Kentaro Toyama, Microsoft Research India (MSR India)
(disclaimer: he’s going to play the devil’s advocate)
The focus on putting development first, and then technology. If we speak about “M4D”, we’re putting technology first. Unless you have a strong interest in mobile phones (e.g. you’re working for Nokia) you should focus on what’s available, not just on a specific technology. Development is about human and institution capacity.
On the other hand, there’s also even more simple and broadly accepted technology than mobiles: television, community radio… so we should also focus in these if our arguments are cost, simplicity, broad usage and so.
There’s hype around M4D as there was hype about telecentres 15 years ago. It just does not make sense to fund projects that explicitly (ex ante) have to be run by mobile phones. And this happens. And this is hype.
Oleg Petrov, e-Development Thematic Group of World Bank
(in kindest answer to Toyama) The mobile phone is the new sibling, the new tool in the development toolbox. Enthusiasm vs. hype. It’s just enthusiasm, and other technologies, just like siblings, are “jealous” of the newcomer. But it’s a powerful tool indeed. We have not for forget about everything but mobile phones, but as a new tool, it deserves special exploration to determine its real potential and weaknesses.
The World Bank has plenty of projects that follow this excitement to test M4D: for health, for education, etc. We need a community of practice, ways to test this technology. Raise awareness and also move forward in the next direction of building toolkits, making it simple.
If you just look at the human side of development, you’re likely to miss (or not be up-to-date) state-of-the-art technological developments that might give you hints or ideas on how to solve human problems.
Jan Blom, Nokia Research Center – India
Anecdote: 6 months ago, a cab driver in Bangalore, using the mobile phone to SMS and as a GPS, but knowing nothing about what e-mail was. So: M4D is absolutely real.
There’s a dire lack of public information available (sometimes it does not even exist). M4D can focus on making this public information available, in providing location based services. There is much utility in taking local data, uploading to a central server, and publish it online (like Ushahidi does).
(also answering Toyama) It’s not that it’s a hype, it’s that technologists are approaching development in their daily lives, which is new and it’s great. Of course, when coming from the Development Cooperation field one must focus on humans, but the thing is that techies are approaching humans through tecnology, and the specific technology of their specific fields.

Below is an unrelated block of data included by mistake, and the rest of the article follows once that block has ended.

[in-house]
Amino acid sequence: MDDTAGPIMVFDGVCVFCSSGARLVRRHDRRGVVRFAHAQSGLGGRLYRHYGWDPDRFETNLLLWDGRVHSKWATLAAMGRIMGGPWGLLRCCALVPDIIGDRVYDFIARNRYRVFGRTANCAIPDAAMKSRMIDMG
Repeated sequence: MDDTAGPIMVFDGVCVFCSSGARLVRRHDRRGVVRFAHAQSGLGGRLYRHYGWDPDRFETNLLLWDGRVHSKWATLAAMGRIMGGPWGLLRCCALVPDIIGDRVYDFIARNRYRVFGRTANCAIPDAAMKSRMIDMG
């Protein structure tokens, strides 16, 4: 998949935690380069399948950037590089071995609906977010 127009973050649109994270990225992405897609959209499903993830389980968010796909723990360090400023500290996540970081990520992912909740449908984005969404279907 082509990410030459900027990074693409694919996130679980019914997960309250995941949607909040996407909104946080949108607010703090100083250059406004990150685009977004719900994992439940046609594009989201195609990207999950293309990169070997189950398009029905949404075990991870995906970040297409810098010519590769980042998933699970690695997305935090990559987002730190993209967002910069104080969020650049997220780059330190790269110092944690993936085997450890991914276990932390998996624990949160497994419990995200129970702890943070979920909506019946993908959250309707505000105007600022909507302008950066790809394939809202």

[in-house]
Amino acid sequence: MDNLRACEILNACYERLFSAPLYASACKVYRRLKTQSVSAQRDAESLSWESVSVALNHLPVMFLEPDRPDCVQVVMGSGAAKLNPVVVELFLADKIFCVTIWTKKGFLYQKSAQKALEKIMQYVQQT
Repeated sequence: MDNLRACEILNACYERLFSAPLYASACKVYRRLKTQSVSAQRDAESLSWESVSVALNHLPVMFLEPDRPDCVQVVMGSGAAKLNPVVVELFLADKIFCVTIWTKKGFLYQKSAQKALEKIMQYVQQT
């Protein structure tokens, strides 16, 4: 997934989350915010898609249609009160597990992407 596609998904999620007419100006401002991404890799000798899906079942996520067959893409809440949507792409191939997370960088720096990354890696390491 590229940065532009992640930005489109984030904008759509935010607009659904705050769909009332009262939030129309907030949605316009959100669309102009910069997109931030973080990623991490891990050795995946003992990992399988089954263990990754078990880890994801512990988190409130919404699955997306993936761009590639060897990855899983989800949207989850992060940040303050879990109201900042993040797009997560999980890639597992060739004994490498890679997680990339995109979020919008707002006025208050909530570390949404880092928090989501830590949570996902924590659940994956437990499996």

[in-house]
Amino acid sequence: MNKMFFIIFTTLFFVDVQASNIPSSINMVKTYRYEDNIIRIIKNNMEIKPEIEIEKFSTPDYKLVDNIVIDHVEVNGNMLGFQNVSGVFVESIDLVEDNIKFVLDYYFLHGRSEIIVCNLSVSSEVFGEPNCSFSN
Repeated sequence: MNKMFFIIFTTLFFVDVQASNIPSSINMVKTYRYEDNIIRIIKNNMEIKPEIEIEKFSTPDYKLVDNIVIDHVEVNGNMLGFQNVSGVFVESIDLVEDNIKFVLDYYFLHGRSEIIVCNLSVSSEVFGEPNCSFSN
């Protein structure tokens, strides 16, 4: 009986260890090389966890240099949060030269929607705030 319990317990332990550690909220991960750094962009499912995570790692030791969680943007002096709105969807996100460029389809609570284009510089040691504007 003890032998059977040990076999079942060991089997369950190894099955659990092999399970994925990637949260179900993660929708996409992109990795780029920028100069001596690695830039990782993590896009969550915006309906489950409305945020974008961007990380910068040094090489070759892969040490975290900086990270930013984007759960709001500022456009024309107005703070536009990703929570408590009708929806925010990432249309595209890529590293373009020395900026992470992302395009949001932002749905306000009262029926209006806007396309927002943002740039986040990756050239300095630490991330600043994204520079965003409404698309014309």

Q & A
Najat Rochdi: we have to know all the technologies available to be able to make the best decisions.
Stijn Vander Krogt: what is the role of governments in M4D? Isn’t it to analyse all that’s out there? Petrov: absolutely, this is one of the key roles of the World Bank, to provide advice on what can be used to solve any kind of problem. Thus why organizations have to know, and raise awareness, of the different applications of tools for human development.
Manuel Acevedo: What do we do when some laptops are really cheap and simple, and some mobile phones become increasingly complex and expensive? Thus, our task is to inform people of all the options available. Can we build multidisciplinary teams (as in research) at the government level? Can we build multi-institutional approaches in ICT4D?
Q: are we confusing needs for development? Are we artificially generating needs for gadgets? Aren’t we trying not to develop rural areas, but the broaden the target market of telcos?
Mobile Phone for Human Development? Stéphane Boyera, Device Independence Working Group of W3C
More than 4,000,000,000 mobiles phones today, circa 80% people covered by mobile phones: a revolution. Mobile phones are changing the way people work, communicate, live. But there is still is no evidence on the impact on development besides person to person communication.
Nevertheless, mobiles have changed the landscape in the developing world: access to education, to health, to agricultural informtion…
Connectivity: bandwidth and devices
Information availability: Relevant and useful services
Information availability: Affordable, accessible and usable services
Notwithstanding, mobile phones solve — or minimize — hardware and connectivity issues in relationship with computers and Internet access, so it is easier to focus in services (instead of hardware), thus why we find more and more applications for mobiles phones in developing countries. In this same train of thought, mobile phones enable a bottom-up approach in designing mobile phone based projects.
Reasons to promote mobile for development (M4D):
Open to entrepreneurship and local innovation capturing
Putting governments out of the critical path
Putting pressure for more transparent accountable Governance
Challenges and barriers
Capacity building, curriculum and degree at universities
Availability of software and tools, free or open source, easy to use
Awareness, as the major point to be solved in the nearest future
Accessibility, of both services and content
Availability of services, including localization of such services, adapted to local languages and culture